Henry Craik, ed. English Prose. 1916. Vol. I. Fourteenth to Sixteenth Century
The Death of King Robert the Bruce
By Sir John Bourchier, Lord Berners (c. 14671533)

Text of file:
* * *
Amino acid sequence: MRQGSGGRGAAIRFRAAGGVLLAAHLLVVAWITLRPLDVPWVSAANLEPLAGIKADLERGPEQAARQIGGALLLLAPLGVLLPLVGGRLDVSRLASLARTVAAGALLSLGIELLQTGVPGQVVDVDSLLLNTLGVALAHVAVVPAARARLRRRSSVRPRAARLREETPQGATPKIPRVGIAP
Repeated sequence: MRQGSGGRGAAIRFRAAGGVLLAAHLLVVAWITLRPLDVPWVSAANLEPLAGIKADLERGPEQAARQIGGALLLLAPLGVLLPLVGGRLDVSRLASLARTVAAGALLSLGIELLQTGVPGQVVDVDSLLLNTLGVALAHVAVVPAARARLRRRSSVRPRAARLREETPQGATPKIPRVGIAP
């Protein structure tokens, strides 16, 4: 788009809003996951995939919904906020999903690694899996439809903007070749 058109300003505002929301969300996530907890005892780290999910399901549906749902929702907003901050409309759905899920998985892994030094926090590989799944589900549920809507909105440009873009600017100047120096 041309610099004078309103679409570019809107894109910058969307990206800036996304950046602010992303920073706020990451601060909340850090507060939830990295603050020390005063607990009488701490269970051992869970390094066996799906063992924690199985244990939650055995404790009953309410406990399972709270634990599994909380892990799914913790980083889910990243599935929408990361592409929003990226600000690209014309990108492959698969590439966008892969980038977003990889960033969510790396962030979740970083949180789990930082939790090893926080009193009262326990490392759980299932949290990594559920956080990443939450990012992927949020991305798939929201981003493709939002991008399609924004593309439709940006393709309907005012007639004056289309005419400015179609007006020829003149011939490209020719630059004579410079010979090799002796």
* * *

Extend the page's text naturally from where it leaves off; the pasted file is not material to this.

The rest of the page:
IT fortuned that King Robert of Scotland was right sore aged, and feeble; for he was greatly charged with the great sickness, so that there was no way with him but death; and when he felt that his end drew near, he sent for such barons and lords of his realm as he trusted best, and showed them how there was no remedy with him, but he must needs leave this transitory life; commanding them on the faith and truth that they owed him, truly to keep the realm, and aid the young prince David, his son, and that when he were of age, they should obey him, and crown him king, and to marry him in such a place as was convenient for his estate. Then he called to him the gentle knight, Sir James Douglas, and said before all the lords, Sir James, my dear friend, ye know well that I have had much ado in my days, to uphold and sustain the right of this realm, and when I had most ado, I made a solemn vow, the which as yet I have not accomplished, whereof I am right sorry; the which was, if I might achieve and make an end of all my wars, so that I might once have brought this realm in rest and peace, then I promised in my mind to have gone and warred on Christs enemies, adversaries to our holy Christian faith. To this purpose mine heart hath ever intended, but our Lord would not consent thereto; for I have had so much ado in my days, and now in my last enterprise, I have taken such a malady, that I can not escape. And sith it is so that my body can not go, nor achieve that my heart desireth, I will send the heart in stead of the body, to accomplish mine avow. And because I know not in all my realm, no knight more valiant than ye be, nor of body so well furnished to accomplish mine avow in stead of myself, therefore I require you, mine own dear especial friend that ye will take on you this voyage, for the love of me, and to acquit my soul against my Lord God; for I trust so much in your nobleness and truth, that an ye will take on you, I doubt not, but that ye shall achieve it, and then shall I die in more ease and quiet, so that it be done in such manner as I shall declare unto you. I will, that as soon as I am trespassed out of this world, that ye take my heart out of my body, and embalm it, and take of my treasure, as ye shall think sufficient for that enterprise, both for yourself, and such company as ye will take with you, and present my heart to the holy sepulchre, where as our Lord lay, seeing my body can not come there; and take with you such company and purveyance as shall be appertaining to your estate. And wheresoever ye come, let it be known, how ye carry with you the heart of King Robert of Scotland, at his instance and desire to be presented to the holy sepulchre. Then all the lords that heard these words, wept for pity. And when this knight, Sir James Douglas, might speak for weeping, he said, Ah, gentle and noble king, a hundred times I thank your grace of the great honour that ye do to me, sith of so noble and great treasure ye give me in charge; and sir, I shall do with a glad heart all that ye have commanded me, to the best of my true power; how be it, I am not worthy nor sufficient to achieve such a noble enterprise. Then the king said, Ah, gentle knight, I thank you, so that ye will promise to do it. Sir, said the knight, I shall do it undoubtedly, by the faith that I owe to God, and to the order of knighthood. Then I thank you, said the king, for now shall I die in more ease of my mind, sith that I know that the most worthy and sufficient knight of my realm shall achieve for me, the which I could never attain unto. And thus soon after this, noble Robert de Bruce, King of Scotland, trespassed out of this uncertain world, and his heart was taken out of his body, and embalmed, and honourably he was interred in the Abbey of Dunfermline, in the year of our Lord God, 1327, the seventh day of the month of November.